I recently finalized a “review crew” of three other gamers who will help me evaluate review copies for Meeple Mountain. This is a monumental step in my burgeoning writing career; a validation that now I have so many things to write about that I need a crew of dedicated team members willing to go all-in to try out any and all games which are sent my way. (Thanks in advance Kev, Peter and Isaac!)
The first game presented to the review crew: Dungeon Party, by Forbidden Games.
After a couple of disappointing plays, I may have to bribe the review crew to come back to my house!
You remember the game Quarters, right? Well, you do if you are of a certain age—I’m in my 40s—and you like going to bars with friends.
In a game of Quarters, one person—known as the “shooter”, which is an unfortunate name for any player nowadays—would try to one-bounce a quarter off of a table into a pint glass, while standing at a table or bar. Succeed, and the shooter makes someone else take a swig of their beer/cocktail/alcoholic beverage of choice.
Fail, and you have to take a big swig from your own drink. And this would go around until everyone got wasted, or realized they were wasting their time trying to throw money into an empty glass. Regardless, sitting at a bar with friends is always a good time so the social elements of Quarters always outweighed the gamification of bad drinking habits.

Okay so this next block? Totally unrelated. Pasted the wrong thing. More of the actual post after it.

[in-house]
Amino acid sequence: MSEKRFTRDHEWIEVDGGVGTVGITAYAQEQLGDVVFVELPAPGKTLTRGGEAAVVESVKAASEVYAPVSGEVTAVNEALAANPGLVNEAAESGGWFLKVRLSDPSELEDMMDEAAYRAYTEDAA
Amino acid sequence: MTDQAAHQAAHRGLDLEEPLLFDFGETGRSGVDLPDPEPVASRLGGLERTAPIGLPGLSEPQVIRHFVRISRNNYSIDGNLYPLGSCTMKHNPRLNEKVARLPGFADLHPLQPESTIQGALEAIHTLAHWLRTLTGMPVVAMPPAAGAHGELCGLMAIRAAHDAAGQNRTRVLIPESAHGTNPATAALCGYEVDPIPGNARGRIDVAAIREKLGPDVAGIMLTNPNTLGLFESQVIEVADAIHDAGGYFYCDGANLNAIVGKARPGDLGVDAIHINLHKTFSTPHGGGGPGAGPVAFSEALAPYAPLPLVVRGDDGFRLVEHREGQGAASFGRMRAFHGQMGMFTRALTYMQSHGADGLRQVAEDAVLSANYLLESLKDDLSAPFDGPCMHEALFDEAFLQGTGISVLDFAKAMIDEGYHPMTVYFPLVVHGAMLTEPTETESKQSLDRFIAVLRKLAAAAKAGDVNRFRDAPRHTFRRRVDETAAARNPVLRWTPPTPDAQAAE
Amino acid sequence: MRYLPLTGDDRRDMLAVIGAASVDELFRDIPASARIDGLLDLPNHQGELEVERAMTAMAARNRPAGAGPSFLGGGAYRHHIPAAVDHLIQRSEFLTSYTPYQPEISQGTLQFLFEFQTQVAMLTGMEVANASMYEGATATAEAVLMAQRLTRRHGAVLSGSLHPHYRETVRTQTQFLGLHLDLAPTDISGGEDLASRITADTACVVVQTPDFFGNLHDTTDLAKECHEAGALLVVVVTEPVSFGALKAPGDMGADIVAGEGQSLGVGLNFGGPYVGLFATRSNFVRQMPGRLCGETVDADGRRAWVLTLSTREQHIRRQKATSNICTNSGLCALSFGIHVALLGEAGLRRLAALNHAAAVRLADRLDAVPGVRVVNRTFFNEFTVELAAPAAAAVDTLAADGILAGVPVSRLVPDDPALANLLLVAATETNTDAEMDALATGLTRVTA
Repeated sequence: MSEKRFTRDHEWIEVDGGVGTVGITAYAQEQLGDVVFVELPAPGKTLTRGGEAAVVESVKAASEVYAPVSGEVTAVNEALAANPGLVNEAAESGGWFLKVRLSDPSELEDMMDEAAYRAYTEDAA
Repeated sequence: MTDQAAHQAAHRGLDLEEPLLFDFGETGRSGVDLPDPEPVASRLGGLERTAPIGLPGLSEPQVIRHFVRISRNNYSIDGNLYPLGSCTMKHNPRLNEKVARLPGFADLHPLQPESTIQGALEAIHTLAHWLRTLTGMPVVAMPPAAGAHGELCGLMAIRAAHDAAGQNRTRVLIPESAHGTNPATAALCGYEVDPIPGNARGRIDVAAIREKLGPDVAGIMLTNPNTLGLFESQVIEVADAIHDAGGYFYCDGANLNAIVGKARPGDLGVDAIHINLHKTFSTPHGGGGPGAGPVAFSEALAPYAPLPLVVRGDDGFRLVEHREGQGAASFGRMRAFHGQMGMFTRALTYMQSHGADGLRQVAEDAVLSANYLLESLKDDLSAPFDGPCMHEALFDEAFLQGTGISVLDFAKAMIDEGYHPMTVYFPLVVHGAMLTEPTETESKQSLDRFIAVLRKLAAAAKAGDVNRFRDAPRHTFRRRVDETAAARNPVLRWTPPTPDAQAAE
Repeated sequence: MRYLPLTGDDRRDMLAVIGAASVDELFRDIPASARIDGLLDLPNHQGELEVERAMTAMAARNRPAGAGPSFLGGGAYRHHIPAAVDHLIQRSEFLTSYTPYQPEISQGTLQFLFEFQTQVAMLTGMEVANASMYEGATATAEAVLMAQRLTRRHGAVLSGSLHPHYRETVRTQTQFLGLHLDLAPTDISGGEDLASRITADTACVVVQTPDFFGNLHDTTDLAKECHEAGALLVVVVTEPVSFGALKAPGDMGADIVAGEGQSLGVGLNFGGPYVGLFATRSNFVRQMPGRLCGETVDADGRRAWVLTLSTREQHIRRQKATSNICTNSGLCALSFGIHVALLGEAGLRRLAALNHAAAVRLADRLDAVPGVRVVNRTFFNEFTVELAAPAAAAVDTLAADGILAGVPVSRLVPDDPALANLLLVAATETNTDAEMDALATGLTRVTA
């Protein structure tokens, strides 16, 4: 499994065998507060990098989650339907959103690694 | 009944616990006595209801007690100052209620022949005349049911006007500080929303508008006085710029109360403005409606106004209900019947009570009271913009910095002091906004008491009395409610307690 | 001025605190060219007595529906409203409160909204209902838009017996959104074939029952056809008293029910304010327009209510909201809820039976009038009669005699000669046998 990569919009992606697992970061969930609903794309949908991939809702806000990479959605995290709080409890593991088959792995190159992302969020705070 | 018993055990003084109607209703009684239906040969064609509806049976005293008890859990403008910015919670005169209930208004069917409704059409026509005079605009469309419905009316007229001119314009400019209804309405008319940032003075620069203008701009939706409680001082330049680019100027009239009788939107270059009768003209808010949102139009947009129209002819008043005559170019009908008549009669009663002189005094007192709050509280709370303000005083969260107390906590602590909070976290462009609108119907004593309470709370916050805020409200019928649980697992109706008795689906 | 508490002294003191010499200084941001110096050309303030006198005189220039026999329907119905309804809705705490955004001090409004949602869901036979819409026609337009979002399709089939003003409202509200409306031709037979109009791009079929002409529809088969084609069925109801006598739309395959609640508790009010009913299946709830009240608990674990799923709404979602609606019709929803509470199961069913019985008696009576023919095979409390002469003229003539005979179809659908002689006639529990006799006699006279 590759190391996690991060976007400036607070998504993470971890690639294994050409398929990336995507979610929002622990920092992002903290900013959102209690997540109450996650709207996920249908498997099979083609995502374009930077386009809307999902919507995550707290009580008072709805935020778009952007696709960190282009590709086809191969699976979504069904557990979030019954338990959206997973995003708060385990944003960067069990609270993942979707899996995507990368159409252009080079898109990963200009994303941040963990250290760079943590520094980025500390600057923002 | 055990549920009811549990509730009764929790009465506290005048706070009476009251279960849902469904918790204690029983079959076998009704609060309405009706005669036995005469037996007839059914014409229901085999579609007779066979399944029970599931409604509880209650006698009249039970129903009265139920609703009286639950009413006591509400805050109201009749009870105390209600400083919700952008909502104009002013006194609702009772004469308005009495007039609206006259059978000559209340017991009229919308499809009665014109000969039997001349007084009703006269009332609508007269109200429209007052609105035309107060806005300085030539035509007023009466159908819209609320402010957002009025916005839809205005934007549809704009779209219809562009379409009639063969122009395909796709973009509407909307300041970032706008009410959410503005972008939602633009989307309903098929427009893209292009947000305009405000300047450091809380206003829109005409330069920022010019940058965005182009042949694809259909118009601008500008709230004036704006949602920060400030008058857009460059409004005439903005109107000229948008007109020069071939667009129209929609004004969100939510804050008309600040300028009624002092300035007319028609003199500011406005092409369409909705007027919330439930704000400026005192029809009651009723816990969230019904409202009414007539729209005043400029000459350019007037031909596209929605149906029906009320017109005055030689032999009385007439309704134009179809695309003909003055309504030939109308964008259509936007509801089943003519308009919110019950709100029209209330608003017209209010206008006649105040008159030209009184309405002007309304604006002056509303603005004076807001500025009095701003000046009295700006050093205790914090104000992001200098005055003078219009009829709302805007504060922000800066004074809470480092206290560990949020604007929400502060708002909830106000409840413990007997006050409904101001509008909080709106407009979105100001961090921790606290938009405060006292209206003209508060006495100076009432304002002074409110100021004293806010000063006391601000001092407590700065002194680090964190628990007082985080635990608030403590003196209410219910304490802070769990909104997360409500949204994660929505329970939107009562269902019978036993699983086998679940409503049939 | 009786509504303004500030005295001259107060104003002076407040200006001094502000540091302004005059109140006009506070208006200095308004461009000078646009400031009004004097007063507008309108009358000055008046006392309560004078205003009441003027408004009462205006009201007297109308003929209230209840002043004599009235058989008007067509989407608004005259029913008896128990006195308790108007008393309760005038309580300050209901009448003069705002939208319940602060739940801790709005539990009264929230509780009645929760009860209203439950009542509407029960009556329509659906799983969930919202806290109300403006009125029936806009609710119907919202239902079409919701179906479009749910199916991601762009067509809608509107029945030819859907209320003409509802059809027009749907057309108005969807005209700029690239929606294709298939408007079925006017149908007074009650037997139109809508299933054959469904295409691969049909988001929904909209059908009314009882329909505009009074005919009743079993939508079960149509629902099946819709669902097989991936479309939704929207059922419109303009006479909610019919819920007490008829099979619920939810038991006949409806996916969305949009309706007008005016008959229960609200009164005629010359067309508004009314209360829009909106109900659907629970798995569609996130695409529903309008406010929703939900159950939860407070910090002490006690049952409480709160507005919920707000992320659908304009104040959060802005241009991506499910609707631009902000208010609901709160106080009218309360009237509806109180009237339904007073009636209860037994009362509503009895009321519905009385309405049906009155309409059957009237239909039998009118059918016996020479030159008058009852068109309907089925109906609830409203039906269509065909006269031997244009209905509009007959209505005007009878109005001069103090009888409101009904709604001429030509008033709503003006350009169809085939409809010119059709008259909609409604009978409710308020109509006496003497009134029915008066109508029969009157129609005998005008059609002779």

Nowadays, it’s a struggle to even find quarters, let alone play Quarters.
For our younger audience members: a quarter refers to a 25-cent cash denomination. It’s a coin—not to be confused with COIN, a wargaming term—made of mostly copper, and a little bit of nickel (about 8%, according to the US Mint). You needed quarters when you visited the arcade, paid for street parking, entered a phone booth or when you wanted to talk to your grandchildren while waxing poetic about “the good ol’ days” while fumbling dozens of quarters in your pants pocket.
Dungeon Party wants to take us back to those good ol’ days by taking the idea of Quarters to a new level: an accessible dungeon crawler with monsters represented by drink coasters.
Dungeon Party is very accessible. It just isn’t very good.
In Dungeon Party, players control characters straight out of Central Casting: elves, mages, warriors, etc. Players work together to defeat monsters in each room of the dungeon, ranging in strength from 5-20 hit points (HP), and whoever lands the killing blow on each monster will gain a treasure worth a certain number of victory points. When players defeat the final boss, the player with the highest total treasure value is the winner.
On a turn, players act on behalf of each of their characters to try and hit the current monster. All they have to do is place the monster (represented by a standard beer coaster, about 4”x4”) in the middle of the game table, then try to bounce a quarter from about 5 inches away once to land on the monster. That’s a hit, and the monster’s total HP drops by whatever damage output the active character delivers.
Miss with the coin, and the monster automatically hits the player-character for damage equal to its damage rating. This goes on until either the monster is defeated, moving the hero party to the next encounter, or the heroes are all knocked out in a single round of combat, ending the game.
On paper, Dungeon Party sounded interesting to me. Not particularly special, just an enjoyable social experience. What I didn’t factor in was how long it takes to play a standard game of Dungeon Party. The game gets much less interesting as the party gets deeper into the dungeon.